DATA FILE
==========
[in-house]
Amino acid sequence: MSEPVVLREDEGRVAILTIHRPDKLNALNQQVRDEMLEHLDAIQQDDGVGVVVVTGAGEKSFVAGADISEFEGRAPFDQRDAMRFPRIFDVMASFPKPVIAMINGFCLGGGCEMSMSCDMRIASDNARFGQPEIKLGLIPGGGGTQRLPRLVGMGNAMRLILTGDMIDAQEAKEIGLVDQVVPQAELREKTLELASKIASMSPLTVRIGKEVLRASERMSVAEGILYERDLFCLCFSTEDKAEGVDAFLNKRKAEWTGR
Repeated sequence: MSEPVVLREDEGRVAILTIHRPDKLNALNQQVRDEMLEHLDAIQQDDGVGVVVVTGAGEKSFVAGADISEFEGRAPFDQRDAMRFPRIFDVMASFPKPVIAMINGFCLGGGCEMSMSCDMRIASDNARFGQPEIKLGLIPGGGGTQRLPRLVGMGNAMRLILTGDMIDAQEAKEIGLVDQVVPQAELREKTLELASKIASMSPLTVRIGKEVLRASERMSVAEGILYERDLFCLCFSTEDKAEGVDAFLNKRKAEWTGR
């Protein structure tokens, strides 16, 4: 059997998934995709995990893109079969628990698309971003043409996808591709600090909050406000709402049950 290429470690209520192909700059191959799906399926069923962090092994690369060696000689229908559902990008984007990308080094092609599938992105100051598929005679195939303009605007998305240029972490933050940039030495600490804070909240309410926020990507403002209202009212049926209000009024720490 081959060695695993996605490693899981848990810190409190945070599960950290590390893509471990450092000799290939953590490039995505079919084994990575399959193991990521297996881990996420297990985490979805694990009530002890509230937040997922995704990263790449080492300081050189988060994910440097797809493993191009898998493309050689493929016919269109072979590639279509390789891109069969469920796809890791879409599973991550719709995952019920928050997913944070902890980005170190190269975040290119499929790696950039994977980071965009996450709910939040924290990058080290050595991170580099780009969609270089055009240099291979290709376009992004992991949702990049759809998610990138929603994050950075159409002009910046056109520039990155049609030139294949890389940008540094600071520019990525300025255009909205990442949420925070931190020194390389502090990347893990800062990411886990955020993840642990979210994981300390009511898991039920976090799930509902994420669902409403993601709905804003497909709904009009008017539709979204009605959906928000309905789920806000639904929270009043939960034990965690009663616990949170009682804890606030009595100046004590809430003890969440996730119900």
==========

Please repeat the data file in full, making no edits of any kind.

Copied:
[in-house]
Amino acid sequence: MSEPVVLREDEGRVAILTIHRPDKLNALNQQVRDEMLEHLDAIQQDDGVGVVVVTGAGEKSFVAGADISEFEGRAPFDQRDAMRFPRIFDVMASFPKPVIAMINGFCLGGGCEMSMSCDMRIASDNARFGQPEIKLGLIPGGGGTQRLPRLVGMGNAMRLILTGDMIDAQEAKEIGLVDQVVPQAELREKTLELASKIASMSPLTVRIGKEVLRASERMSVAEGILYERDLFCLCFSTEDKAEGVDAFLNKRKAEWTGR
Repeated sequence: MSEPVVLREDEGRVAILTIHRPDKLNALNQQVRDEMLEHLDAIQQDDGVGVVVVTGAGEKSFVAGADISEFEGRAPFDQRDAMRFPRIFDVMASFPKPVIAMINGFCLGGGCEMSMSCDMRIASDNARFGQPEIKLGLIPGGGGTQRLPRLVGMGNAMRLILTGDMIDAQEAKEIGLVDQVVPQAELREKTLELASKIASMSPLTVRIGKEVLRASERMSVAEGILYERDLFCLCFSTEDKAEGVDAFLNKRKAEWTGR
């Protein structure tokens, strides 16, 4: 059997998934995709995990893109079969628990698309971003043409996808591709600090909050406000709402049950 290429470690209520192909700059191959799906399926069923962090092994690369060696000689229908559902990008984007990308080094092609599938992105100051598929005679195939303009605007998305240029972490933050940039030495600490804070909240309410926020990507403002209202009212049926209000009024720490 081959060695695993996605490693899981848990810190409190945070599960950290590390893509471990450092000799290939953590490039995505079919084994990575399959193991990521297996881990996420297990985490979805694990009530002890509230937040997922995704990263790449080492300081050189988060994910440097797809493993191009898998493309050689493929016919269109072979590639279509390789891109069969469920796809890791879409599973991550719709995952019920928050997913944070902890980005170190190269975040290119499929790696950039994977980071965009996450709910939040924290990058080290050595991170580099780009969609270089055009240099291979290709376009992004992991949702990049759809998610990138929603994050950075159409002009910046056109520039990155049609030139294949890389940008540094600071520019990525300025255009909205990442949420925070931190020194390389502090990347893990800062990411886990955020993840642990979210994981300390009511898991039920976090799930509902994420669902409403993601709905804003497909709904009009008017539709979204009605959906928000309905789920806000639904929270009043939960034990965690009663616990949170009682804890606030009595100046004590809430003890969440996730119900």